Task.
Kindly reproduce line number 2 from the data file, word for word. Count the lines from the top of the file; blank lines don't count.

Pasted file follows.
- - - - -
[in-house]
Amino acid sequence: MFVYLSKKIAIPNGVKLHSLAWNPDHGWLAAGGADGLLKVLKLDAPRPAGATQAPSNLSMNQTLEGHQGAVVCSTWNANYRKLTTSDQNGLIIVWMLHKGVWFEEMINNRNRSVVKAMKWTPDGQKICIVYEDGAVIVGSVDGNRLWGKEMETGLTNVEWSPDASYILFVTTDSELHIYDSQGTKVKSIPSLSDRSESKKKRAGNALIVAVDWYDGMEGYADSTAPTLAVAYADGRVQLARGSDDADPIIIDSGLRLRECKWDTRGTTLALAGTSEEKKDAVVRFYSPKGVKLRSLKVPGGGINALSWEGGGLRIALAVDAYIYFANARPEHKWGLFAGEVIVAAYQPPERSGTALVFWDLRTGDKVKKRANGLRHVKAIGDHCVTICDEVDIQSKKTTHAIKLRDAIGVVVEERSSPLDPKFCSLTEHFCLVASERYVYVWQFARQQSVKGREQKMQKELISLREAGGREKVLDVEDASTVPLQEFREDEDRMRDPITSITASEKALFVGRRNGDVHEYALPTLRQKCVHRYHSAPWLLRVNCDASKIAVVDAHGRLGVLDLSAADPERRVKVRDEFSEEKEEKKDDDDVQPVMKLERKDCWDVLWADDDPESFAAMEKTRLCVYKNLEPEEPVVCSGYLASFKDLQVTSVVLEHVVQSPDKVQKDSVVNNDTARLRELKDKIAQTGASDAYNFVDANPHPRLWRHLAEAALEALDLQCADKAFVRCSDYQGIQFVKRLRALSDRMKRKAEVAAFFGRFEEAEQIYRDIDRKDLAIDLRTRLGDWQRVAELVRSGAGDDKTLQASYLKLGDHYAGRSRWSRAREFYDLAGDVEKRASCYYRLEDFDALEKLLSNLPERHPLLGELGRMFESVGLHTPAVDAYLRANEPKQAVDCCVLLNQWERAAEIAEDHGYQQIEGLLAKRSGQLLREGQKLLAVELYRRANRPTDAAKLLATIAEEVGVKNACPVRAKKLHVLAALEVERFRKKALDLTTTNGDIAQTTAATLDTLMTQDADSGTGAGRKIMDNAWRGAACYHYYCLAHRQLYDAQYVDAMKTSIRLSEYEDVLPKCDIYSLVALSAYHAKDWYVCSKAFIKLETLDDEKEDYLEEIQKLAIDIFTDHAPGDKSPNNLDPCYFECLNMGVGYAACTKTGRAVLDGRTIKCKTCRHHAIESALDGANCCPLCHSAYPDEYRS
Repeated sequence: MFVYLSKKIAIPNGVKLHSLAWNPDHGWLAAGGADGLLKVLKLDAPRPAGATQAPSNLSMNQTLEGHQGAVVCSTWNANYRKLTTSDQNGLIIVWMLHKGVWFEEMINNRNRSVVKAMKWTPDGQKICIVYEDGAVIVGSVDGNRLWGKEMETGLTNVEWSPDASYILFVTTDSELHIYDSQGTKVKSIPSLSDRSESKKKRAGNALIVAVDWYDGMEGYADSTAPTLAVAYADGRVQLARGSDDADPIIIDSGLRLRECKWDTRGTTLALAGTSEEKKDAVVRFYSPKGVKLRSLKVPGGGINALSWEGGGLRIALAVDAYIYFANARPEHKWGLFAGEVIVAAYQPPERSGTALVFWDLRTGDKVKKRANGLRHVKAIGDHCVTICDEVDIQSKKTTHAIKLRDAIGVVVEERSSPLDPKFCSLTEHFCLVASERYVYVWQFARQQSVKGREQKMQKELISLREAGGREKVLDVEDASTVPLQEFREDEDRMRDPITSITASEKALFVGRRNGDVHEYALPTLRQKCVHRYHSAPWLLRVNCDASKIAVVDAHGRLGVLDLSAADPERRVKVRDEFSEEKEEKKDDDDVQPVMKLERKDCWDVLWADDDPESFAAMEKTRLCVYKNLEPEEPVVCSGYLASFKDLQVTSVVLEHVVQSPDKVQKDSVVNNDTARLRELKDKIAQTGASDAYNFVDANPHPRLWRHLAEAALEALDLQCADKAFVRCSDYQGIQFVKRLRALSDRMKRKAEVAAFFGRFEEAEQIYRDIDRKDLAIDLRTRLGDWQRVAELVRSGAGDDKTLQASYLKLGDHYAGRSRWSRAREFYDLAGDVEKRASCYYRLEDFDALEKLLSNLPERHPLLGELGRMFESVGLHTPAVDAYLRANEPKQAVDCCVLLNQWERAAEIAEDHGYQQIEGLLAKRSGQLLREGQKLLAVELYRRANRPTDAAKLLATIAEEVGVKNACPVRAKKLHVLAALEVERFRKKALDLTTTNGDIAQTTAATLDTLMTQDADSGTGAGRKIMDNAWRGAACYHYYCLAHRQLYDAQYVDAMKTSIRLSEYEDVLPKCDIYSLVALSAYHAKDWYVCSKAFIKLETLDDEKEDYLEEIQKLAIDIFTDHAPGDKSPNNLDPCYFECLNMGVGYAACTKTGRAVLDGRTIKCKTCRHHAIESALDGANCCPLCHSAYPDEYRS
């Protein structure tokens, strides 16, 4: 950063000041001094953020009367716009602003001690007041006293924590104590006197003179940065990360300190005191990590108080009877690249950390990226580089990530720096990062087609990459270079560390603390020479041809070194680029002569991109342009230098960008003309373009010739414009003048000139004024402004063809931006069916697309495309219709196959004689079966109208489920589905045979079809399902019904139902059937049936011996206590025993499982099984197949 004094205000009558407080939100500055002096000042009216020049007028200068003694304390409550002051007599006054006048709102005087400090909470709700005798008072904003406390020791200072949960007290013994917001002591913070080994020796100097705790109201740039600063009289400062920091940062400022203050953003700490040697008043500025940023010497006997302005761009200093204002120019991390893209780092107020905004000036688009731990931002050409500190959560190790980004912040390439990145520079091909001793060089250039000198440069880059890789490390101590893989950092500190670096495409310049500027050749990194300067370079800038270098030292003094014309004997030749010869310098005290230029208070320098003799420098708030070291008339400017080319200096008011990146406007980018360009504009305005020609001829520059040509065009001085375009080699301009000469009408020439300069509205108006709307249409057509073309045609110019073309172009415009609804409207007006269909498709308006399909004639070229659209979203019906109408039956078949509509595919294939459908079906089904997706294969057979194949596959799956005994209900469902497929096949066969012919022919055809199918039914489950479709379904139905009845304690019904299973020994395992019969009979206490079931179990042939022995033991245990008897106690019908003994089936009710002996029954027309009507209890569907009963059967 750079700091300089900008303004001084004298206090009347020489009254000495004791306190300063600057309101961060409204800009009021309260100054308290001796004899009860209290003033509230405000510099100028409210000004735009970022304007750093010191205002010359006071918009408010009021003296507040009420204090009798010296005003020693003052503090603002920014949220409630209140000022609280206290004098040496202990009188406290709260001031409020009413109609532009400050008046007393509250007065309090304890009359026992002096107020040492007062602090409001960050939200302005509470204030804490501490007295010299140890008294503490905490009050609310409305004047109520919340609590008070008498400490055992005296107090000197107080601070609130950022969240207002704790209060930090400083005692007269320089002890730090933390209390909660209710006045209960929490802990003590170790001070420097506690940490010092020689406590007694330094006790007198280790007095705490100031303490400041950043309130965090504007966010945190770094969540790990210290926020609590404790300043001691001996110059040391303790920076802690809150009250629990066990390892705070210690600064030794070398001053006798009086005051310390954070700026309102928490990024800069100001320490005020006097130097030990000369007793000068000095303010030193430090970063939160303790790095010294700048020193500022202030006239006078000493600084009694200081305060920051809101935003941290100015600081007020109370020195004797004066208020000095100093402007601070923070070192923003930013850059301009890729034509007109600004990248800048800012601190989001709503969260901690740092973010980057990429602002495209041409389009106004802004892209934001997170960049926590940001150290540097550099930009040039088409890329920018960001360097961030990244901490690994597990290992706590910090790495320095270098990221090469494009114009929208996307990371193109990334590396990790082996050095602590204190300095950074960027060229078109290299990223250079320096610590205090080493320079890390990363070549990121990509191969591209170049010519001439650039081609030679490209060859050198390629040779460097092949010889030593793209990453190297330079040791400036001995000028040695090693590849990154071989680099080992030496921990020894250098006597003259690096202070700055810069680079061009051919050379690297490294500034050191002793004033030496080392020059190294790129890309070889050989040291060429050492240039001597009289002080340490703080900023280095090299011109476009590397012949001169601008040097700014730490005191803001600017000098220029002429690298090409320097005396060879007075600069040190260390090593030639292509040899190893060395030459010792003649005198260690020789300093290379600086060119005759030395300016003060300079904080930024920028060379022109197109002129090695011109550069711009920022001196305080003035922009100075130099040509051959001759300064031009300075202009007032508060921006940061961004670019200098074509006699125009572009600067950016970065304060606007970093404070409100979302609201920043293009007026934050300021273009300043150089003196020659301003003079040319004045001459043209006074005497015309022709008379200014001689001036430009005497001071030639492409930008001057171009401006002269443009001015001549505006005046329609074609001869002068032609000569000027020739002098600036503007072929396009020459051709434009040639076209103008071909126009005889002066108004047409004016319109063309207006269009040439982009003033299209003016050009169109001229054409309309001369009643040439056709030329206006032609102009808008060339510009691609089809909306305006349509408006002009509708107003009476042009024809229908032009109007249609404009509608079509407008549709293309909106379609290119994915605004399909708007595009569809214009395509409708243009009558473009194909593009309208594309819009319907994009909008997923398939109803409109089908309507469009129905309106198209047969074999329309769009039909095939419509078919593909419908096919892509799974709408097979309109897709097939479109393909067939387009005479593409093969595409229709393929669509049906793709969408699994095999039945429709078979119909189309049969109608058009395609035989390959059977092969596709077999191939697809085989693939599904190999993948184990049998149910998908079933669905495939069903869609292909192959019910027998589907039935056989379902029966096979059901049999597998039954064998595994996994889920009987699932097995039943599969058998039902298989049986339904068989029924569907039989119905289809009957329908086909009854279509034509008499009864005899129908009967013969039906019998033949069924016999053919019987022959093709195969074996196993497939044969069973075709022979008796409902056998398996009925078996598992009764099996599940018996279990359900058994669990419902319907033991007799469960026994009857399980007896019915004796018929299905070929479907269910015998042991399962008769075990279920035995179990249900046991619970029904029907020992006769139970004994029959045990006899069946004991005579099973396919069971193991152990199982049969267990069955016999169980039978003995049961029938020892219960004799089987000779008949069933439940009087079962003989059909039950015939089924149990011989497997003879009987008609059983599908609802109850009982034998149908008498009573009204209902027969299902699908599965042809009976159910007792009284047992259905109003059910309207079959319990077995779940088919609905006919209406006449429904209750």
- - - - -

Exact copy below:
Amino acid sequence: MFVYLSKKIAIPNGVKLHSLAWNPDHGWLAAGGADGLLKVLKLDAPRPAGATQAPSNLSMNQTLEGHQGAVVCSTWNANYRKLTTSDQNGLIIVWMLHKGVWFEEMINNRNRSVVKAMKWTPDGQKICIVYEDGAVIVGSVDGNRLWGKEMETGLTNVEWSPDASYILFVTTDSELHIYDSQGTKVKSIPSLSDRSESKKKRAGNALIVAVDWYDGMEGYADSTAPTLAVAYADGRVQLARGSDDADPIIIDSGLRLRECKWDTRGTTLALAGTSEEKKDAVVRFYSPKGVKLRSLKVPGGGINALSWEGGGLRIALAVDAYIYFANARPEHKWGLFAGEVIVAAYQPPERSGTALVFWDLRTGDKVKKRANGLRHVKAIGDHCVTICDEVDIQSKKTTHAIKLRDAIGVVVEERSSPLDPKFCSLTEHFCLVASERYVYVWQFARQQSVKGREQKMQKELISLREAGGREKVLDVEDASTVPLQEFREDEDRMRDPITSITASEKALFVGRRNGDVHEYALPTLRQKCVHRYHSAPWLLRVNCDASKIAVVDAHGRLGVLDLSAADPERRVKVRDEFSEEKEEKKDDDDVQPVMKLERKDCWDVLWADDDPESFAAMEKTRLCVYKNLEPEEPVVCSGYLASFKDLQVTSVVLEHVVQSPDKVQKDSVVNNDTARLRELKDKIAQTGASDAYNFVDANPHPRLWRHLAEAALEALDLQCADKAFVRCSDYQGIQFVKRLRALSDRMKRKAEVAAFFGRFEEAEQIYRDIDRKDLAIDLRTRLGDWQRVAELVRSGAGDDKTLQASYLKLGDHYAGRSRWSRAREFYDLAGDVEKRASCYYRLEDFDALEKLLSNLPERHPLLGELGRMFESVGLHTPAVDAYLRANEPKQAVDCCVLLNQWERAAEIAEDHGYQQIEGLLAKRSGQLLREGQKLLAVELYRRANRPTDAAKLLATIAEEVGVKNACPVRAKKLHVLAALEVERFRKKALDLTTTNGDIAQTTAATLDTLMTQDADSGTGAGRKIMDNAWRGAACYHYYCLAHRQLYDAQYVDAMKTSIRLSEYEDVLPKCDIYSLVALSAYHAKDWYVCSKAFIKLETLDDEKEDYLEEIQKLAIDIFTDHAPGDKSPNNLDPCYFECLNMGVGYAACTKTGRAVLDGRTIKCKTCRHHAIESALDGANCCPLCHSAYPDEYRS